I'm trying to write a script to change the label next to the symbol in the TOC so it appears in the legend. ArcPy has a way to change the name of the layer, but I can't seem to find a way to change the text one level below that. They also have a way to change unique symbol texts and descriptions, but that's not what I need either. Am I just missing it in the tutorials/help pages?

It's just the text box in the layer's Properties under the Symbology tab. There's a box that says "Legend" and then "Label appearing next to the symbol in table of contents."

closed as off-topic by PolyGeo Aug 4 '16 at 21:41

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You are on the right track with looking in arcpy. You simply need to look at the arcpy.mapping module. The amount of flexibility you have here will depend on what version of ArcGIS you are using. There were some pretty significant additions made at 10.1 that added a lot of functionality. One of these additions were a set of modifiers for different symbology types.

Here is the initial help for arcpy.mapping: ArcGIS Help 10.1 - Introduction to arcpy.mapping

This screenshot of the arcpy.mapping classes shows the different symbology types you are able to access and modify programmatically: arpy.mapping classes

Here is the help for the unique values symbology: ArcGIS Help 10.1 - UniqueValuesSymbology (arcpy.mapping)

Definitely take a look at these help documents and always look down at the end of each one. That is where they have code samples, which are extremely useful!

One important note, and I quote:

Basic operations such as modifying class values and labels, or changing the field that the symbology is based on are some of the properties that can be modified. For access to the complete set of layer symbology properties and settings, for example, changing individual symbols for individual classes, it is necessary to author these changes in the ArcMap user interface and then save those changes to a layer file. These custom settings can then be applied to existing layers using the UpdateLayer function.

Essentially, know that while you will be able to access an increasing number of properties through here, sometimes you will just have to set something up by hand, save it, then apply that saved layer file to existing layers to get the look that you want.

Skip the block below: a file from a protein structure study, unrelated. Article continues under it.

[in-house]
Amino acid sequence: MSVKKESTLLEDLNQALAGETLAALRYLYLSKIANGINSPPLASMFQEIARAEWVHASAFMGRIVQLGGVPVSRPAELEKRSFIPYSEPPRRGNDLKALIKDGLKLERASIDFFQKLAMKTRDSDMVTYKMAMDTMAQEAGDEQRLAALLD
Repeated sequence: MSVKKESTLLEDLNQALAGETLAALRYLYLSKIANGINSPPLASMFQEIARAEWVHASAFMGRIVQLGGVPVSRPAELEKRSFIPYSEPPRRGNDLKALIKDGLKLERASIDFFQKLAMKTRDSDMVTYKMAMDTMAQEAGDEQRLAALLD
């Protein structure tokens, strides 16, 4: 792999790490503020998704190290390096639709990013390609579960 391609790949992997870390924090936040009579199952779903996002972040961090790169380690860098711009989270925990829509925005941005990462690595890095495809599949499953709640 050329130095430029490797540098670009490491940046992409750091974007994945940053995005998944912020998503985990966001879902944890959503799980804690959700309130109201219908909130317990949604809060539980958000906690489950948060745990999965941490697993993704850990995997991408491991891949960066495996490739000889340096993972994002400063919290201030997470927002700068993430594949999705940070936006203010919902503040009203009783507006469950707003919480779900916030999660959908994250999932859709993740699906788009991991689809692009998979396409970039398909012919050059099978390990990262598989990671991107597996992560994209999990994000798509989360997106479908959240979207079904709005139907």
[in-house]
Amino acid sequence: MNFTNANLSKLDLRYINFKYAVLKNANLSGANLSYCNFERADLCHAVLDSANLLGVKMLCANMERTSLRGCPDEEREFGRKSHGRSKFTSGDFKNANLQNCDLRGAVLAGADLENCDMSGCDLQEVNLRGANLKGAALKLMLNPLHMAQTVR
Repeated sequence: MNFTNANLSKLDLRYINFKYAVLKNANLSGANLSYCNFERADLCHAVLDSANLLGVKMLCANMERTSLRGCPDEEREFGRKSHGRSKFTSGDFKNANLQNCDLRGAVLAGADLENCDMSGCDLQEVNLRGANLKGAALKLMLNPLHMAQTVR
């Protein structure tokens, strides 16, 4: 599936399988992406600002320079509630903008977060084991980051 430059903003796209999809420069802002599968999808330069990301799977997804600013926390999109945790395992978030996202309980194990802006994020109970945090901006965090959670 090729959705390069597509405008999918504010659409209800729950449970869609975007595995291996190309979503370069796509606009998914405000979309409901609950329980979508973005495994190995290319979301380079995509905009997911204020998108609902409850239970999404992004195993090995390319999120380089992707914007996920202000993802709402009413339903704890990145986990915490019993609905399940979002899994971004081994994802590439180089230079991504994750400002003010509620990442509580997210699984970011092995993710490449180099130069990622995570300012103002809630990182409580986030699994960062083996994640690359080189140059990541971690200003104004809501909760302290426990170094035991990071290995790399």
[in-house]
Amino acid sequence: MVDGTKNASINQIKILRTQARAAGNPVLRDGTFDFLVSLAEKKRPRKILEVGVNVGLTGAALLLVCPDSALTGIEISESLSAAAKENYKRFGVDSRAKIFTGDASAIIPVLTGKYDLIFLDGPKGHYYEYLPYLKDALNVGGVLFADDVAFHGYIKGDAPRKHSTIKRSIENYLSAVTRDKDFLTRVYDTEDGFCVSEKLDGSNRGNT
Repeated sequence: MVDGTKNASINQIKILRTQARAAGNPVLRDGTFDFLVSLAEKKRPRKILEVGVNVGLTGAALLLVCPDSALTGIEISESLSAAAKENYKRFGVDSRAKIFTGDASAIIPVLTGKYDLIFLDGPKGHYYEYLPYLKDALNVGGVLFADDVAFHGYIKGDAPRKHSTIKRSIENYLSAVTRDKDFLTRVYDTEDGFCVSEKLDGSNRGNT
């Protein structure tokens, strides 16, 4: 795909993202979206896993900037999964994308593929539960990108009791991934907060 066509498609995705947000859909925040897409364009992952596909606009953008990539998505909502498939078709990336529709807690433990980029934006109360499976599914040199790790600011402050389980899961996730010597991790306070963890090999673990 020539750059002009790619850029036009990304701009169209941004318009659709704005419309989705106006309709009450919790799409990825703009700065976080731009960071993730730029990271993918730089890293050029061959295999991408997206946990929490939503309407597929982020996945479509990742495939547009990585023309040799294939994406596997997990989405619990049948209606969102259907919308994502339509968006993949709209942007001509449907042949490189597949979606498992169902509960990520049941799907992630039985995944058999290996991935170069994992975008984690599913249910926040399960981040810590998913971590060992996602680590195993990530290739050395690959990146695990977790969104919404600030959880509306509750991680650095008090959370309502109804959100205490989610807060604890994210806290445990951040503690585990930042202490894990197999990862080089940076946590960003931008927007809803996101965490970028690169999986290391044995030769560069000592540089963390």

Not sure if it fits with your workflow at all, but it may be worth creating a few pre-authored .lyr files and using ApplySymbologyFromLayer on the TOC layer that you'd like to change. It would work if you only have a few preset label sets you're hoping to apply, but not if it'll be different every time.


You are asking about symbologyType OTHER (not UNIQUE) which you cannot access from ArcPy.

That addresses your question, because I know exactly what you are asking about and I've tried everything to get at it myself, ending in failure.

I don't know if there is another way to convert a layer from symbologyType OTHER to symbologyType UNIQUE in arcpy. I have a suspicion there isn't (it is read-only). But once a layer is symbologyType UNIQUE, you can access it's labels through symbology.classLabels. I use this regularly in automation code and to make multi-line labels (rather than rely on word wrap).

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    Does this geonet thread provide a possible solution even as a workaround? I don't know enough about the topic to tell. – mkennedy Apr 28 '15 at 20:00
  • It does. Add a field in which every entry is the value you want for the label, then you can select it in the unique value category and then access it in arcpy as symbologyType UNIQUE. A bit of a stretch... – AndrewBenjamin Apr 28 '15 at 20:05
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    Thank you for making some changes and toning things down. But insofar as the downvoting goes, the mouseover text next to the downvote button merely states "This answer is not useful." Whether or not this post is correct, it's not hard to see why people would consider it to be somewhat less than constructive, even in its modified form. The information in the preceding comments, though, looks like it could be useful. Although I can't predict how people vote, I would expect to see more upvotes if that information were incorporated in the answer itself. (cc @mkennedy) – whuber Apr 28 '15 at 20:22
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    @whuber The answer is meant to save people time. In that sense, it is useful. I apologize for my tone, but I've spent a long time in ArcGIS Help. – AndrewBenjamin Apr 28 '15 at 20:28
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    Believe me, I understand your frustration. But tempting though it may be to vent it, this is not the right place. If you truly wish to save people time, consider demonstrating--with examples and references if possible--exactly why reading the help pages will not be of assistance and then describe a workaround. My experience has been that people usually appreciate such advice and they continue to do so for many years. – whuber Apr 28 '15 at 20:35

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